Skip the checkout lines: Whole Foods, Walmart and other stores embrace online grocery shopping
Grocery shopping can feel like you're navigating through an obstacle course filled with crowded parking lots, long lines and screaming kids.
But a growing number of Americans are checking off their grocery lists without even walking inside the store.
San Francisco resident Allison Howard gets her groceries delivered to her home about once a week through Instacart. The busy mother of four places an order online for items in at least two or three stores, including Costco, where time flies when you're munching on free samples.
"It's just a huge time savings when I think about those extra five and a half hours I have," said Howard, who has been using Instacart for more than three years. "That makes it pretty much a no-brainer for me."
Tech companies including Amazon, Google and Instacart have been teaming up with retailers to expand online grocery shopping. Companies also have been experimenting with ways to make picking up groceries inside the store, or delivery, easier.
"The ones that jumped in on the early side - it was a little risky - but they saw the potential. Now these retailers are really starting to reap the benefits," said Patricia Orsini, an analyst with eMarketer.
About 23 percent of American households are buying their groceries online, according to a 2017 study by the Food Marketing Institute and Nielsen. Online grocery spending has the potential to grow fivefold to more than $100 billion in 2025, the report stated.
While shopping online can be more convenient, some shoppers want to make sure they get the freshest fruits and vegetables by touching and seeing the produce in person.
Shane Caudle, owner of The SPOT on 25th cafe in Silicon Valley, said he prefers to shop in person to guarantee he buys the freshest produce.
"One of the things I tell people at the cafe is I go out every single day and pick all the produce myself," he said.
With his business just a few miles away from a grocery store, he's also noticed that online shopping costs more because of the delivery fees.
Not being able to see the groceries in person was one mental hurdle that Howard said she eventually got over. Online grocery shopping also had other quirks. A bag of flour she received from Costco one day was much larger than she pictured in her mind.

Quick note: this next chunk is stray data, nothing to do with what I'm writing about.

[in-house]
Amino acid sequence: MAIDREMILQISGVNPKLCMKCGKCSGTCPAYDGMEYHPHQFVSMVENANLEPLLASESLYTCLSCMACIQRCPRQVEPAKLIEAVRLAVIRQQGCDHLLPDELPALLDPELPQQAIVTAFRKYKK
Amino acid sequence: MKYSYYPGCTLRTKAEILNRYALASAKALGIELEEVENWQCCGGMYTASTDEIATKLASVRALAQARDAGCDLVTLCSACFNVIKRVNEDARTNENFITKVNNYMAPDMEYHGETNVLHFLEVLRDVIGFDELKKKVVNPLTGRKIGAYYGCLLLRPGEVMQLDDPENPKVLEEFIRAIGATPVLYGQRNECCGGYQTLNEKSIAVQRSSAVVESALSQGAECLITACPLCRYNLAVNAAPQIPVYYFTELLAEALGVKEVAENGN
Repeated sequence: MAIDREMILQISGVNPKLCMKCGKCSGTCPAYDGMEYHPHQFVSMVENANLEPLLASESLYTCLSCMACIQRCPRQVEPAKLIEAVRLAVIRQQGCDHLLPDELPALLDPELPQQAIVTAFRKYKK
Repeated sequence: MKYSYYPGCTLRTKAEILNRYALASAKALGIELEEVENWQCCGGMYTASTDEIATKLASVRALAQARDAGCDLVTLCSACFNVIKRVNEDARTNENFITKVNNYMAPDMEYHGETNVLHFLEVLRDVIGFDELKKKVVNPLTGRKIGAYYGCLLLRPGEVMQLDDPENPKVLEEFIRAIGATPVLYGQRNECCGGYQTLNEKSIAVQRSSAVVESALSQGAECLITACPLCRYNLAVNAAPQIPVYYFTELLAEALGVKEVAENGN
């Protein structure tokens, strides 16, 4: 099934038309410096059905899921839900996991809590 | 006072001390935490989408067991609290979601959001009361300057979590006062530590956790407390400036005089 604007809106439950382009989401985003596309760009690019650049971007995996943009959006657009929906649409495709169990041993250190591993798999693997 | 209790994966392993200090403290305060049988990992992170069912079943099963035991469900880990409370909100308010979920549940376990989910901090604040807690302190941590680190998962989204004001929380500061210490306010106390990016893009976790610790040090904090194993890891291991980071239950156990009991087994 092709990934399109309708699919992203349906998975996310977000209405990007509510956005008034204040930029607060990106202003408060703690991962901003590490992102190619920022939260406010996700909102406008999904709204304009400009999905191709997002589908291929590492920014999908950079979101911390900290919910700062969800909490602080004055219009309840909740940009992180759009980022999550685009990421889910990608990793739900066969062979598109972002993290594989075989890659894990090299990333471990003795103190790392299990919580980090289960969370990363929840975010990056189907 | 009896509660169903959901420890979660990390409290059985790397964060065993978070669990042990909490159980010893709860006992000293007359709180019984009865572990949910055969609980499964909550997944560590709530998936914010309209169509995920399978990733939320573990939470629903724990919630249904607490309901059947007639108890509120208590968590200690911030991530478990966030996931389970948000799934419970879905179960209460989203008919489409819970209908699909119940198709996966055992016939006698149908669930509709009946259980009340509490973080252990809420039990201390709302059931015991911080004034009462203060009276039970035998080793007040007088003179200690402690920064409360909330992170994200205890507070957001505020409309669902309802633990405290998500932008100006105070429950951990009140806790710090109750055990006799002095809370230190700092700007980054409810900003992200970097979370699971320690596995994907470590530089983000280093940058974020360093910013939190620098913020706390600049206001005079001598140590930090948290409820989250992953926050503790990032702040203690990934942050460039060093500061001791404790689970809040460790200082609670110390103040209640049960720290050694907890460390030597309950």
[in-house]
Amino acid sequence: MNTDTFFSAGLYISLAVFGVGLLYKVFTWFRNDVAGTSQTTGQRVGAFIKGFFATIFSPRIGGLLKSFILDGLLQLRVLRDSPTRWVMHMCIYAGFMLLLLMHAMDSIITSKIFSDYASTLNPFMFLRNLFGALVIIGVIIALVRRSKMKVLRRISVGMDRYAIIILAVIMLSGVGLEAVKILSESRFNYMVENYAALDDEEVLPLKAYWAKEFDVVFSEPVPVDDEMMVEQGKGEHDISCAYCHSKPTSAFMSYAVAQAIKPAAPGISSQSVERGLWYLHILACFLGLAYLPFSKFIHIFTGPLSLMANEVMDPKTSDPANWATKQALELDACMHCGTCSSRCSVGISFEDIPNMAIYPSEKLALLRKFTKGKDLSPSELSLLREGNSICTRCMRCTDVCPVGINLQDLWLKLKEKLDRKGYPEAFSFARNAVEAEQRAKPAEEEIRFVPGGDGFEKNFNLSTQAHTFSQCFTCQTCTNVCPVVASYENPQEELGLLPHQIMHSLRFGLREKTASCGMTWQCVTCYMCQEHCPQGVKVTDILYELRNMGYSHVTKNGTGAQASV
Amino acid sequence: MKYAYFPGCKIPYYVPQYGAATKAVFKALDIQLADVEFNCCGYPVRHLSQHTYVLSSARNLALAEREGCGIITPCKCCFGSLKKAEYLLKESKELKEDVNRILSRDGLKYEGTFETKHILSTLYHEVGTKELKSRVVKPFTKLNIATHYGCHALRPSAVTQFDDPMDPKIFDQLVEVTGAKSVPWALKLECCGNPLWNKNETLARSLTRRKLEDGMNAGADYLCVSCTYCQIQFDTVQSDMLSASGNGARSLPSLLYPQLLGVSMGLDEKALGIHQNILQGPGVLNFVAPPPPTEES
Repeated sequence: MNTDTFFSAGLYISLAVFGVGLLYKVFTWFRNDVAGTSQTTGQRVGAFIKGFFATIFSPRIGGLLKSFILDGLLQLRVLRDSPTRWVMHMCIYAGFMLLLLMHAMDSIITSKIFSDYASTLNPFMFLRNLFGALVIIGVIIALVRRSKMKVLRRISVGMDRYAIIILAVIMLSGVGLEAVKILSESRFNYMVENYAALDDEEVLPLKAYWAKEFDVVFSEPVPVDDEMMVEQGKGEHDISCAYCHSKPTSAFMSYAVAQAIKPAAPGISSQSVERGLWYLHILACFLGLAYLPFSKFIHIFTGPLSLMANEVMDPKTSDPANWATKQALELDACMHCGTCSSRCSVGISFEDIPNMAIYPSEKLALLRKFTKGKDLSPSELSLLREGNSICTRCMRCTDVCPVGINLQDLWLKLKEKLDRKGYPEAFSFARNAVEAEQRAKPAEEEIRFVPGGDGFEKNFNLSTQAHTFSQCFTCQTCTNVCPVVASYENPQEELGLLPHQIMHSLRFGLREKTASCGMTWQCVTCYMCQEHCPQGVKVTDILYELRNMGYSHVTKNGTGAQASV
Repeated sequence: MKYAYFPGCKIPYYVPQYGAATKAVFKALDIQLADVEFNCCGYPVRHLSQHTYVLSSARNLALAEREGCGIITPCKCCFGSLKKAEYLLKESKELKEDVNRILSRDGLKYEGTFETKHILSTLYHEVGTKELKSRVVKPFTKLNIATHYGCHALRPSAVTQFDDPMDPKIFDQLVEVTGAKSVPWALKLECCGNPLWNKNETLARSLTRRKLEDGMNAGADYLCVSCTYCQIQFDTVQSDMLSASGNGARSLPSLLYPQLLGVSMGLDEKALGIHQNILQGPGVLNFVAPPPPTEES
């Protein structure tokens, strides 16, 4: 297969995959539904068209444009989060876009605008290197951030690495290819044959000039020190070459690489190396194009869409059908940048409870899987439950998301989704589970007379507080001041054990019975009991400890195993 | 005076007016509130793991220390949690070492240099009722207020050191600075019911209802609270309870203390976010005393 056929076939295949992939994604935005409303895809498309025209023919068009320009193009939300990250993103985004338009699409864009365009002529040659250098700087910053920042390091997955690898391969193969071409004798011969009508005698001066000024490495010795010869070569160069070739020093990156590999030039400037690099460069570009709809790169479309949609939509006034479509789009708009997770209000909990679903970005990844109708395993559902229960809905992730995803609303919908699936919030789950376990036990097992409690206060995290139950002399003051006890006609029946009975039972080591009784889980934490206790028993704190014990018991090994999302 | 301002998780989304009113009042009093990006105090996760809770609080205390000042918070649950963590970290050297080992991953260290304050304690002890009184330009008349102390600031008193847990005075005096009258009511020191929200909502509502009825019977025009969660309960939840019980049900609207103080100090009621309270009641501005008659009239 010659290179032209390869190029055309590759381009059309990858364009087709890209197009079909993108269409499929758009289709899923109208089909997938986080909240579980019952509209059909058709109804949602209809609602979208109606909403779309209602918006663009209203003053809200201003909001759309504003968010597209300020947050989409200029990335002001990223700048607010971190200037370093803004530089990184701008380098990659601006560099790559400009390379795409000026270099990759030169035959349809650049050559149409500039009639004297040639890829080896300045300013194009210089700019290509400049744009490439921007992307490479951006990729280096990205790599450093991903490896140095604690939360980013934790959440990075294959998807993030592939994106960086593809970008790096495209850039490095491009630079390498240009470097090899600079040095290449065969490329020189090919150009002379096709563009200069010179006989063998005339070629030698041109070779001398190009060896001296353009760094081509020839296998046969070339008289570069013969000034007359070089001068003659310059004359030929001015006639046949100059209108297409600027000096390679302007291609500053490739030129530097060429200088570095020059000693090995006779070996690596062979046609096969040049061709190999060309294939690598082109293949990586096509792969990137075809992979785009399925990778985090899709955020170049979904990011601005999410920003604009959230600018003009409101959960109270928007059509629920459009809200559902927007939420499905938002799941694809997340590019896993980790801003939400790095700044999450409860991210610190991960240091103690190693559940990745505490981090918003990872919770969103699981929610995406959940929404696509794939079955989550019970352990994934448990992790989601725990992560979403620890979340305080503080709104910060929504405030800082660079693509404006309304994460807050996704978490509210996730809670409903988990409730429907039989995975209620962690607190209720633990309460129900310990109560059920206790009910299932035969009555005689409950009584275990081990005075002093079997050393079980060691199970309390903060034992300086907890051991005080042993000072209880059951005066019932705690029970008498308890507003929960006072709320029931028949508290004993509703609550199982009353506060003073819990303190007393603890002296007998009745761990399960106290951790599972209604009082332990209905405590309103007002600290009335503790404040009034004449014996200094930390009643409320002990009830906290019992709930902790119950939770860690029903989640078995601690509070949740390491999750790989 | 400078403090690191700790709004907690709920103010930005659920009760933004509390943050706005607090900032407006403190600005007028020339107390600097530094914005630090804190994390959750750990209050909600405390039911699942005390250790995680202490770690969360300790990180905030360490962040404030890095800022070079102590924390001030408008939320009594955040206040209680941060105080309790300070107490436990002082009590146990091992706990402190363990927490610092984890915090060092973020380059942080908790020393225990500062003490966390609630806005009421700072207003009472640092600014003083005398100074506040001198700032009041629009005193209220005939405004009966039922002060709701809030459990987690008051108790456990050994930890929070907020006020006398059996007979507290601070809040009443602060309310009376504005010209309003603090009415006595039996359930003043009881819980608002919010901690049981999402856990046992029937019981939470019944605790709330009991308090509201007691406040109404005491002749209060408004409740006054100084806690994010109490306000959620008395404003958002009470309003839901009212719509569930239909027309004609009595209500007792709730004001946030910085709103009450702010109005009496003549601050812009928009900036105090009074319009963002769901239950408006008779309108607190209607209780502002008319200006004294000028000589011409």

Grocery stores have been expanding the availability of online shopping in cities throughout the United States.
Walmart customers can order groceries online and pick them up at the store on the same day. The retailer, which opened its 1,000th online grocery pickup location this month, also joined forces with Google. Walmart is also now letting customers shop for items on Google Express - the Mountain View-based tech firm's shopping and delivery service - and reorder household essentials just by speaking to Google's virtual assistant.
When Amazon purchased Whole Foods, the e-commerce giant not only slashed prices but made the grocery store's own branded products available through Amazon's website and grocery delivery service. Amazon employees also have been testing a store in Seattle, where shoppers can pick up their items without having to wait in a checkout line.
Instacart recently expanded its service in the Bay Area, allowing more consumers to get items delivered from Smart & Final, Safeway, Whole Foods, Target and other stores.
Smart & Final, with locations in the Western U.S., last month launched its own website for grocery delivery powered by Instacart, which promises same-day delivery in as little as an hour.
"It's not necessarily that we've seen a shift so far, but we've seen new customers introduced to the Smart & Final brand," said Joe VanDette, Smart & Final's vice president of digital marketing. "In turn, we've seen a lot of crossover with those customers going into our stores and experiencing what we have to offer."
Bay Area resident Maria Irma Aguilar uses Walmart's and Safeway's websites to grocery shop online with her son, who attends college in Arizona.
"We were sending him money and he was just eating out or spending his money foolishly," she said.
Now, the mother and son get on the phone every two weeks to purchase groceries online. She's even walked him through how to cook a recipe, through FaceTime.
"He learned how to cook for himself, and now he's not eating out as much or the junk food as he was eating before," she said.
At a Bay Area Smart & Final store, Instacart full-service shopper La Tigre Waters wasted no time picking out bananas, asparagus and other items on a customer's shopping list.
With about 40 minutes to shop and deliver the groceries, she strategically placed her cart to the side, scanned the aisles and gathered vegetables so she only made one trip to the scale.
She knew that dried apricots were located on a bottom shelf. When an item was out of stock, she alerted the customer through the app.
"It's a very attentive job," she said. "Notice I took a step back, analyzed everything at once and then went in and made sure the only one I touched was the right one."
And while time was winding down, the quality of the items was also on her mind.
"If I would not eat it, give it to my kids or allow my grandmother to see I have purchased such an item," she said, "I would not bring it to the customer."
Online Grocery Shopping
Here are some options:
Smart & Final: shop.smartandfinal.com
Google Express: express.google.com
©2017 The Mercury News (San Jose, Calif.)
Distributed by Tribune Content Agency, LLC.